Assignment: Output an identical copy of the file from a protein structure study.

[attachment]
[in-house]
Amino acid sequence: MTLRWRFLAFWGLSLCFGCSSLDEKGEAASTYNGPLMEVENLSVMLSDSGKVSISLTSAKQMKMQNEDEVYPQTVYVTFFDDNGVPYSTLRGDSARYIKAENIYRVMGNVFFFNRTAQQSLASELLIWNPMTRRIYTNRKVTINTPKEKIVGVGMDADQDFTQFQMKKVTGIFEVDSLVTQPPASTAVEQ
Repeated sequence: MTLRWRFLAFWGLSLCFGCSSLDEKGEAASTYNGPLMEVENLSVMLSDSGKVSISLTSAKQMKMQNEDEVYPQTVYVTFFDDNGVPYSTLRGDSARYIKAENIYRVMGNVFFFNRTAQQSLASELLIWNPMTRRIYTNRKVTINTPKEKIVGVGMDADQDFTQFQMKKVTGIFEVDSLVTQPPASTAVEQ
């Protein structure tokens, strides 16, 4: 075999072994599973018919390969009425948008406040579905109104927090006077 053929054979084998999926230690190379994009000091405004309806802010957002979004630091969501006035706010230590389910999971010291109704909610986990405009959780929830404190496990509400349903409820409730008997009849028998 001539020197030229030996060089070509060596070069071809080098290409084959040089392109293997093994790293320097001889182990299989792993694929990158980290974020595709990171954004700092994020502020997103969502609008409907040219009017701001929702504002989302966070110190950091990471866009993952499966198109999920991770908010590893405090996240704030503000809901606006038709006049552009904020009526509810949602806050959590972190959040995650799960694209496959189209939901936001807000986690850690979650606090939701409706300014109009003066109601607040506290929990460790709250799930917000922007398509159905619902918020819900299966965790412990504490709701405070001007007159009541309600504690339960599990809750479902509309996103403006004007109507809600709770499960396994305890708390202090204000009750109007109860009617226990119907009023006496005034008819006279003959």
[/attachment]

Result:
[in-house]
Amino acid sequence: MTLRWRFLAFWGLSLCFGCSSLDEKGEAASTYNGPLMEVENLSVMLSDSGKVSISLTSAKQMKMQNEDEVYPQTVYVTFFDDNGVPYSTLRGDSARYIKAENIYRVMGNVFFFNRTAQQSLASELLIWNPMTRRIYTNRKVTINTPKEKIVGVGMDADQDFTQFQMKKVTGIFEVDSLVTQPPASTAVEQ
Repeated sequence: MTLRWRFLAFWGLSLCFGCSSLDEKGEAASTYNGPLMEVENLSVMLSDSGKVSISLTSAKQMKMQNEDEVYPQTVYVTFFDDNGVPYSTLRGDSARYIKAENIYRVMGNVFFFNRTAQQSLASELLIWNPMTRRIYTNRKVTINTPKEKIVGVGMDADQDFTQFQMKKVTGIFEVDSLVTQPPASTAVEQ
């Protein structure tokens, strides 16, 4: 075999072994599973018919390969009425948008406040579905109104927090006077 053929054979084998999926230690190379994009000091405004309806802010957002979004630091969501006035706010230590389910999971010291109704909610986990405009959780929830404190496990509400349903409820409730008997009849028998 001539020197030229030996060089070509060596070069071809080098290409084959040089392109293997093994790293320097001889182990299989792993694929990158980290974020595709990171954004700092994020502020997103969502609008409907040219009017701001929702504002989302966070110190950091990471866009993952499966198109999920991770908010590893405090996240704030503000809901606006038709006049552009904020009526509810949602806050959590972190959040995650799960694209496959189209939901936001807000986690850690979650606090939701409706300014109009003066109601607040506290929990460790709250799930917000922007398509159905619902918020819900299966965790412990504490709701405070001007007159009541309600504690339960599990809750479902509309996103403006004007109507809600709770499960396994305890708390202090204000009750109007109860009617226990119907009023006496005034008819006279003959």